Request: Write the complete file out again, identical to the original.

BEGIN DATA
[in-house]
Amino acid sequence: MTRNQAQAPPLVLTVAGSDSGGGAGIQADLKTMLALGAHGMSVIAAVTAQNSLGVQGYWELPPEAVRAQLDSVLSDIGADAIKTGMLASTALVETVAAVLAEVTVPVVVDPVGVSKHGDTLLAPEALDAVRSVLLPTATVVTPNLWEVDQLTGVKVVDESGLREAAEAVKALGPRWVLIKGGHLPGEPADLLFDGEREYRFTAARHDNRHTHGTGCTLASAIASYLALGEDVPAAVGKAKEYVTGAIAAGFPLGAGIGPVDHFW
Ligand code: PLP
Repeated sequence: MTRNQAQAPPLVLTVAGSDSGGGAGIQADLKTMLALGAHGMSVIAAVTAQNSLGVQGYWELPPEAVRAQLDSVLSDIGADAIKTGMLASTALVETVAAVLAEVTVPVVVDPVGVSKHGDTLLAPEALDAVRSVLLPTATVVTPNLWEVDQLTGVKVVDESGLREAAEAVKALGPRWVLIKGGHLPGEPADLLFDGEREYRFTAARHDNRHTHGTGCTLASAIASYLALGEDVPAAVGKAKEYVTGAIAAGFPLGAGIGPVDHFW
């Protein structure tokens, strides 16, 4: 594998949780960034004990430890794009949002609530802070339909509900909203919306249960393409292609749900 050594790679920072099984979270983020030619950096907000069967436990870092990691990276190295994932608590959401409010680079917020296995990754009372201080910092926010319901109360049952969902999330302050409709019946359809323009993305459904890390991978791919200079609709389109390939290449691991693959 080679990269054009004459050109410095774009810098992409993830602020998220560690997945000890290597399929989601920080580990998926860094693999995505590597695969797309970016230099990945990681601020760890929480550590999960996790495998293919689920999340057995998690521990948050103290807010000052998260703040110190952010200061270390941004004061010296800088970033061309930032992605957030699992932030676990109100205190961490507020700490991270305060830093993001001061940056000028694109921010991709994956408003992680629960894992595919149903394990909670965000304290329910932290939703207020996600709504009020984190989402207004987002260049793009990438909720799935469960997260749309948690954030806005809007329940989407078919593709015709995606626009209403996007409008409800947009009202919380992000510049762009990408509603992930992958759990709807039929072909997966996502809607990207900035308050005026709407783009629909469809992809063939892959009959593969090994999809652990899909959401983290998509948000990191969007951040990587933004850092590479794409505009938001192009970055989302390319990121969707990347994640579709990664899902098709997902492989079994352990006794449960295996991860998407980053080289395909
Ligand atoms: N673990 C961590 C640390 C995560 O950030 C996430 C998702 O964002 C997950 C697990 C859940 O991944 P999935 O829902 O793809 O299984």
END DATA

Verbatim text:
[in-house]
Amino acid sequence: MTRNQAQAPPLVLTVAGSDSGGGAGIQADLKTMLALGAHGMSVIAAVTAQNSLGVQGYWELPPEAVRAQLDSVLSDIGADAIKTGMLASTALVETVAAVLAEVTVPVVVDPVGVSKHGDTLLAPEALDAVRSVLLPTATVVTPNLWEVDQLTGVKVVDESGLREAAEAVKALGPRWVLIKGGHLPGEPADLLFDGEREYRFTAARHDNRHTHGTGCTLASAIASYLALGEDVPAAVGKAKEYVTGAIAAGFPLGAGIGPVDHFW
Ligand code: PLP
Repeated sequence: MTRNQAQAPPLVLTVAGSDSGGGAGIQADLKTMLALGAHGMSVIAAVTAQNSLGVQGYWELPPEAVRAQLDSVLSDIGADAIKTGMLASTALVETVAAVLAEVTVPVVVDPVGVSKHGDTLLAPEALDAVRSVLLPTATVVTPNLWEVDQLTGVKVVDESGLREAAEAVKALGPRWVLIKGGHLPGEPADLLFDGEREYRFTAARHDNRHTHGTGCTLASAIASYLALGEDVPAAVGKAKEYVTGAIAAGFPLGAGIGPVDHFW
């Protein structure tokens, strides 16, 4: 594998949780960034004990430890794009949002609530802070339909509900909203919306249960393409292609749900 050594790679920072099984979270983020030619950096907000069967436990870092990691990276190295994932608590959401409010680079917020296995990754009372201080910092926010319901109360049952969902999330302050409709019946359809323009993305459904890390991978791919200079609709389109390939290449691991693959 080679990269054009004459050109410095774009810098992409993830602020998220560690997945000890290597399929989601920080580990998926860094693999995505590597695969797309970016230099990945990681601020760890929480550590999960996790495998293919689920999340057995998690521990948050103290807010000052998260703040110190952010200061270390941004004061010296800088970033061309930032992605957030699992932030676990109100205190961490507020700490991270305060830093993001001061940056000028694109921010991709994956408003992680629960894992595919149903394990909670965000304290329910932290939703207020996600709504009020984190989402207004987002260049793009990438909720799935469960997260749309948690954030806005809007329940989407078919593709015709995606626009209403996007409008409800947009009202919380992000510049762009990408509603992930992958759990709807039929072909997966996502809607990207900035308050005026709407783009629909469809992809063939892959009959593969090994999809652990899909959401983290998509948000990191969007951040990587933004850092590479794409505009938001192009970055989302390319990121969707990347994640579709990664899902098709997902492989079994352990006794449960295996991860998407980053080289395909
Ligand atoms: N673990 C961590 C640390 C995560 O950030 C996430 C998702 O964002 C997950 C697990 C859940 O991944 P999935 O829902 O793809 O299984």